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7 April

Smoke. Lots of it. Yeezy Season 2 desert tan toned smoke. Enough to obscure the group onstage almost entirely. But then this was to be expected.

Babyfather is a trio of made up of Dean Blunt, DJ Escrow and Gassman D – and the latter two members’ identities are shrouded in even more mystery than Blunt’s. But amongst the haze, three distinct voices and flows were heard over the course of a night that fluctuated from Ruff Ryders b2b Vybz Kartel, to Arca collaborations being played, to paraphrasing NORE, to fifteen minutes of merciless industrial noise and back to the chant of ‘20 Bandz, 20 Bandz, 20 Bandz’ for a minute before the close.

From doors until 10pm, DJ Escrow shelled songs by the likes of the aforementioned Ruff Ryders, Giggs, Sneakbo and Vybz Kartel, while picking up the mic to provide adlibs. “Mans a garage MC, I really shouldn’t be spitting over this,’ he said after spitting a few bars over Rhythm and Gash by Rebound X. It was a funny and knowing nod to the roots of grime.

However, before the smoke fully enveloped the dark room, the Union Jack flag was draped in front of Escrow. The aesthetics and artwork surrounding the Babyfather project are inherently British, whereas in this setting the sonics of the album itself sounded closer to the Ruff Ryders era of US hip-hop. As these sounds were coupled with material such as Esco Freestyle – named in reference to the late grime MC from Slew Dem crew, it created an atmosphere that relates specifically to those who’ve been raised in the UK and have been heavily influenced by hip-hop from across the pond. It’s a perspective that influenced the beats of Slew Dem producer Waifer, who took influence from the serrated snares of early Mobb Deep. At one point, Blunt led a chant of “No more parties in E8”, to the melody of Kanye’s No More Parties in LA.

The majority of the people in the room were white. Dean Blunt often finds himself in situations where he is held responsible for the toxic, appropriating areas of the experimental scene, leading to misconceptions that he is creating black art in mind for a white audience – even though the demographic his music reaches is an after-effect that’s outside of his control.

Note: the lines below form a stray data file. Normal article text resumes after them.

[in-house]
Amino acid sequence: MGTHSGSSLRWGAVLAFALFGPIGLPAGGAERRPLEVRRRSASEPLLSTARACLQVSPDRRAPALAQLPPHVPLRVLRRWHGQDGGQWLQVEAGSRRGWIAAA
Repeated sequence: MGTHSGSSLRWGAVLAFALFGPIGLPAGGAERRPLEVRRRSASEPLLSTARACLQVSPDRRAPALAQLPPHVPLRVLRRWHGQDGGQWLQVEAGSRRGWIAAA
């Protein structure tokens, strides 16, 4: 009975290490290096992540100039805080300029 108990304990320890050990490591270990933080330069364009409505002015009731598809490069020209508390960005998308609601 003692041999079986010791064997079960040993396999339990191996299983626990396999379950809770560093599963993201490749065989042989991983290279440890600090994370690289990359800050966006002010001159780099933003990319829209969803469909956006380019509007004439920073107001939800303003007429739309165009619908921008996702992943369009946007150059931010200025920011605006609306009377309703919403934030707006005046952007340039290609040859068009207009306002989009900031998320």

A lot of great music that can be loosely described as experimental is, like any form of art, prone to appropriation. However, the blame shouldn’t be placed on Dean Blunt’s shoulders as a black musician. Diasporic artists shouldn’t be held responsible for their entire scenes (in which they holistically exist as political) when white musicians are comparatively afforded zero accountability and the ability to create freely. That the experimental scene is largely a self-preserving white audience does not mean the artist of colour’s music will not resonate with and inspire a person of colour, particularly one from their own race. Speaking to NPR Music last week, Blunt described his recent experiences of walking around his native Hackney: “That’s the only time when it’s nice, when I see any brother or sister from my area that was like me, but maybe not quite like me at that time, and just they end up going to art school. And I didn’t go to art school. I didn’t go to any university. But they end up just having a wider perspective.”

The narrative of identity and heritage was weaved into the atmosphere of this gig. Through references DJ Escrow made about his Jamaican roots, to Beenie Man being wheeled over the ‘This makes me proud to be British’ mantra (a sample of one of Craig David’s 2000 MOBOs speeches), to Union Jack balloons being filled with NOS and sold to the audience, Blunt’s art remained as vague and visceral as ever.